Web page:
Looking over one’s shoulder

Looking over one’s shoulder  is an idiom with an uncertain origin. An idiom is a commonly used word, group of words, or phrase that has a figurative meaning that is not easily deduced from its literal definition. Often using descriptive imagery or metaphors, common idioms are words and phrases used in the English language in order to convey a concise idea, and are often spoken or are considered informal or conversational. English idioms can illustrate emotion more quickly than a phrase that has a literal meaning, even when the etymology or origin of the idiomatic expression is lost. An idiom is a metaphorical figure of speech, and it is understood that it is not a use of literal language. Figures of speech like an often-used metaphor have definitions and connotations that go beyond the literal meaning of the words. Mastery of the turn of phrase of an idiom, which may use slang words or other parts of speech common in American slang or British slang, is essential for the English learner. Many English as a Second Language students do not understand idiomatic expressions and idiomatic language such as hit the sack, spill the beans, let the cat out of the bag, silver lining, back to the drawing board, barking up the wrong tree, kick the bucket, hit the nail on the head, face the music, under the weather, piece of cake, when pigs fly, and raining cats and dogs, because they attempt to translate them word for word, which yields only the literal meaning. English phrases that are idioms should not be taken literally. In addition to learning vocabulary and grammar, one must understand the phrasing of the figurative language of idiomatic phrases in order to know English like a native speaker; it is helpful to maintain a list of phrases, common expressions, colloquial terms, and popular expressions to memorize that are used figuratively or idiomatically. We will examine the meaning of the common saying looking over one’s shoulder, where it came from, and some examples of its idiomatic usage in sentences.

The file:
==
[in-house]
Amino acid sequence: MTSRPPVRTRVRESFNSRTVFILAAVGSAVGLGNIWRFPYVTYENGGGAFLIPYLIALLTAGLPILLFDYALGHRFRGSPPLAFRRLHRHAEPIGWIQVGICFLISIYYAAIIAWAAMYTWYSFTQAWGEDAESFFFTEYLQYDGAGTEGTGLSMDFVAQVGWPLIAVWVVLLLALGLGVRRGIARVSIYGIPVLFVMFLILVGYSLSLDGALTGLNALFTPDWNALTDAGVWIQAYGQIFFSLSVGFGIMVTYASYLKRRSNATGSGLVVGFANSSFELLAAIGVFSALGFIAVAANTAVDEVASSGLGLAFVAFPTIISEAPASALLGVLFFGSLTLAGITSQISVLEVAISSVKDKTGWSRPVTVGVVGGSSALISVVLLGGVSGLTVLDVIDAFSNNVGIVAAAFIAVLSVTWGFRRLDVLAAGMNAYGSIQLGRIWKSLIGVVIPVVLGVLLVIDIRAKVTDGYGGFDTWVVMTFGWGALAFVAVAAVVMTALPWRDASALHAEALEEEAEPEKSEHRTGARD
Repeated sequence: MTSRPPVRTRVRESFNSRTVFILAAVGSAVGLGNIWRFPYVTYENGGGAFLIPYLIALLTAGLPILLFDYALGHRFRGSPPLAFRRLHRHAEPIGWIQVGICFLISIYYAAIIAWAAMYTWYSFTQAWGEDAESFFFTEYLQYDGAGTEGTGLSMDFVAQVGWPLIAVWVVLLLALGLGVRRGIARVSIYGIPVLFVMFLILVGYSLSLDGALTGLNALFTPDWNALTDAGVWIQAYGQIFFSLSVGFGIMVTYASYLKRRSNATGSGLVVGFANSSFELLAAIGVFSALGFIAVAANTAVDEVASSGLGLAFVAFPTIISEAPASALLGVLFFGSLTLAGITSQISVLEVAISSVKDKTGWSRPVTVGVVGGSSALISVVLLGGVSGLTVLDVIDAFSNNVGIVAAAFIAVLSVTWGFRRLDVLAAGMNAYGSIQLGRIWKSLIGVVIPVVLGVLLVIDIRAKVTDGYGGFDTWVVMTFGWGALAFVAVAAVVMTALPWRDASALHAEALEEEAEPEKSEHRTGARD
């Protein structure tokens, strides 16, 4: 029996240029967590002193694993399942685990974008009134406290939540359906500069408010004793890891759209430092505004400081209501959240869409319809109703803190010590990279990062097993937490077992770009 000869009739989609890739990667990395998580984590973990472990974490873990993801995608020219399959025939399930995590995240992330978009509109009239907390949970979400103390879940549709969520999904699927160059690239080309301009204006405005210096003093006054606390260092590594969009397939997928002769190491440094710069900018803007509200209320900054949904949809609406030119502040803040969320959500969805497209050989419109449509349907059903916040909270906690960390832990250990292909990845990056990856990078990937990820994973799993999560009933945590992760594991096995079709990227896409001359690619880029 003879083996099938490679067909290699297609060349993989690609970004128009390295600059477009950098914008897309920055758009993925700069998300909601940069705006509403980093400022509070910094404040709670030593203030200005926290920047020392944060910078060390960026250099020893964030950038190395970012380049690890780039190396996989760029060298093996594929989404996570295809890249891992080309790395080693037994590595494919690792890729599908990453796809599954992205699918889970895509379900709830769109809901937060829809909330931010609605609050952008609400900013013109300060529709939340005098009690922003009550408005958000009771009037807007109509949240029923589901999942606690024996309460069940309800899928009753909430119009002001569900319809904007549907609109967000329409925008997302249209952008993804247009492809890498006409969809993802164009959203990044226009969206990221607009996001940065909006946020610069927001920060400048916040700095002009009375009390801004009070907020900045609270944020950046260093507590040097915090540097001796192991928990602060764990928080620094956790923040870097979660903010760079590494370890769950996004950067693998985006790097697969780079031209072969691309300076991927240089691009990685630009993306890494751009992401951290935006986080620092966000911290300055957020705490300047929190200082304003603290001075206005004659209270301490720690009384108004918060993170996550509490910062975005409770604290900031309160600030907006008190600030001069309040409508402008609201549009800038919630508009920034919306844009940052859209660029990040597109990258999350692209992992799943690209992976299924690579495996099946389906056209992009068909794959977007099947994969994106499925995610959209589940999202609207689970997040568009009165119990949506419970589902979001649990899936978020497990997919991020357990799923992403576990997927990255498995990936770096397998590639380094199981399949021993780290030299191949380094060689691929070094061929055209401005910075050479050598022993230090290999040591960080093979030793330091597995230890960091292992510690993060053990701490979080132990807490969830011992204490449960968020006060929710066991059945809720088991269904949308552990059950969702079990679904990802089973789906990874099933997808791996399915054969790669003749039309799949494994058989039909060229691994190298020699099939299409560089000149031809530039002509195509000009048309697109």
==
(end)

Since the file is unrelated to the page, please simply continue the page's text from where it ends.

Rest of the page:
Looking over one’s shoulder means that one is worried that something bad is going to happen. Looking over one’s shoulder is a phrase that may be used to describe a situation in which one is paranoid, or when one has a legitimate reason to be worried. The idea is that one is watching for someone or something to sneak up upon oneself. Looking over one’s shoulder has a second definition: to supervise someone too closely. For instance, one may say that a micro-managing boss is always looking over one’s shoulder, presumably to check one’s work. Related phrases are look over one’s shoulder, looks over one’s shoulder, looked over one’s shoulder. The idiom looking over one’s shoulder has an uncertain origin; however, its popularity soared during the twentieth century.


Brady has reigned supreme for two decades, winning a half-dozen Super Bowls, but now he’s looking over his shoulder at Mahomes, who is off to the fastest start in the history of the game. (Deseret News)

Joe explained that one of his biggest influences was a Ross Kemp documentary about Glasgow where the actor “spent most of his visit looking over his shoulder like he was in Kabul”. (The Scottish Sun)

“I do appreciate why he did it, he was very clear that he thought if he wasn’t going to be the chair going forward, he would give me all the space I needed to take on the leadership role without feeling he was looking over my shoulder or pulling the strings.” (Farm Weekly)

Leave a Comment